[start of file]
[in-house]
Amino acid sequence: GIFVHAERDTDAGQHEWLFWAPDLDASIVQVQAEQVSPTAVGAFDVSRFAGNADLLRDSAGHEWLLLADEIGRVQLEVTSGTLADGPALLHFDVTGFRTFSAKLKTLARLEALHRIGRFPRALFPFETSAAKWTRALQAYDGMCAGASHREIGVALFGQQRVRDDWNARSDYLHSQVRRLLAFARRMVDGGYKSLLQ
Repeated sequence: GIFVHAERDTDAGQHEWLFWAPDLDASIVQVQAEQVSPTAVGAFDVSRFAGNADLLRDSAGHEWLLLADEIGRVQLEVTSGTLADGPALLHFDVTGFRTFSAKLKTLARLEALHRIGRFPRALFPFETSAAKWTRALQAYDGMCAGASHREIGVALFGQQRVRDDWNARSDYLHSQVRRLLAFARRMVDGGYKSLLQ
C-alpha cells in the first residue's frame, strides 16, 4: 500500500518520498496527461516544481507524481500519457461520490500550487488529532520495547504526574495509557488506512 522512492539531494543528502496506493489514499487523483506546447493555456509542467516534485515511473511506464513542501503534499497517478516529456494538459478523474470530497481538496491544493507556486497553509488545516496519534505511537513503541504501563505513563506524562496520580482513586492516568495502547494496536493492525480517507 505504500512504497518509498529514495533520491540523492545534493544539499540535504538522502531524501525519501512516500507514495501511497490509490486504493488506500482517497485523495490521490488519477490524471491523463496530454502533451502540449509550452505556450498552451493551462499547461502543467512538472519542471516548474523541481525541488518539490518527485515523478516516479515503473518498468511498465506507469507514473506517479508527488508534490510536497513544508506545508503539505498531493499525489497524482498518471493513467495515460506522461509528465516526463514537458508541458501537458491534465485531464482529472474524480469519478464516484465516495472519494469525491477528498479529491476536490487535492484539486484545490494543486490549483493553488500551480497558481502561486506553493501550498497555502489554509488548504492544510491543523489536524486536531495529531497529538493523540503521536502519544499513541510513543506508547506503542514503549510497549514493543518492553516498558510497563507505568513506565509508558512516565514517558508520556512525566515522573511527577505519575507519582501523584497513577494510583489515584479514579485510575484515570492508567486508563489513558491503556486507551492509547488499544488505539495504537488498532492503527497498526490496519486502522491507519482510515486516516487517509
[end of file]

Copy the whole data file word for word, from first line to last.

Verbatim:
[in-house]
Amino acid sequence: GIFVHAERDTDAGQHEWLFWAPDLDASIVQVQAEQVSPTAVGAFDVSRFAGNADLLRDSAGHEWLLLADEIGRVQLEVTSGTLADGPALLHFDVTGFRTFSAKLKTLARLEALHRIGRFPRALFPFETSAAKWTRALQAYDGMCAGASHREIGVALFGQQRVRDDWNARSDYLHSQVRRLLAFARRMVDGGYKSLLQ
Repeated sequence: GIFVHAERDTDAGQHEWLFWAPDLDASIVQVQAEQVSPTAVGAFDVSRFAGNADLLRDSAGHEWLLLADEIGRVQLEVTSGTLADGPALLHFDVTGFRTFSAKLKTLARLEALHRIGRFPRALFPFETSAAKWTRALQAYDGMCAGASHREIGVALFGQQRVRDDWNARSDYLHSQVRRLLAFARRMVDGGYKSLLQ
C-alpha cells in the first residue's frame, strides 16, 4: 500500500518520498496527461516544481507524481500519457461520490500550487488529532520495547504526574495509557488506512 522512492539531494543528502496506493489514499487523483506546447493555456509542467516534485515511473511506464513542501503534499497517478516529456494538459478523474470530497481538496491544493507556486497553509488545516496519534505511537513503541504501563505513563506524562496520580482513586492516568495502547494496536493492525480517507 505504500512504497518509498529514495533520491540523492545534493544539499540535504538522502531524501525519501512516500507514495501511497490509490486504493488506500482517497485523495490521490488519477490524471491523463496530454502533451502540449509550452505556450498552451493551462499547461502543467512538472519542471516548474523541481525541488518539490518527485515523478516516479515503473518498468511498465506507469507514473506517479508527488508534490510536497513544508506545508503539505498531493499525489497524482498518471493513467495515460506522461509528465516526463514537458508541458501537458491534465485531464482529472474524480469519478464516484465516495472519494469525491477528498479529491476536490487535492484539486484545490494543486490549483493553488500551480497558481502561486506553493501550498497555502489554509488548504492544510491543523489536524486536531495529531497529538493523540503521536502519544499513541510513543506508547506503542514503549510497549514493543518492553516498558510497563507505568513506565509508558512516565514517558508520556512525566515522573511527577505519575507519582501523584497513577494510583489515584479514579485510575484515570492508567486508563489513558491503556486507551492509547488499544488505539495504537488498532492503527497498526490496519486502522491507519482510515486516516487517509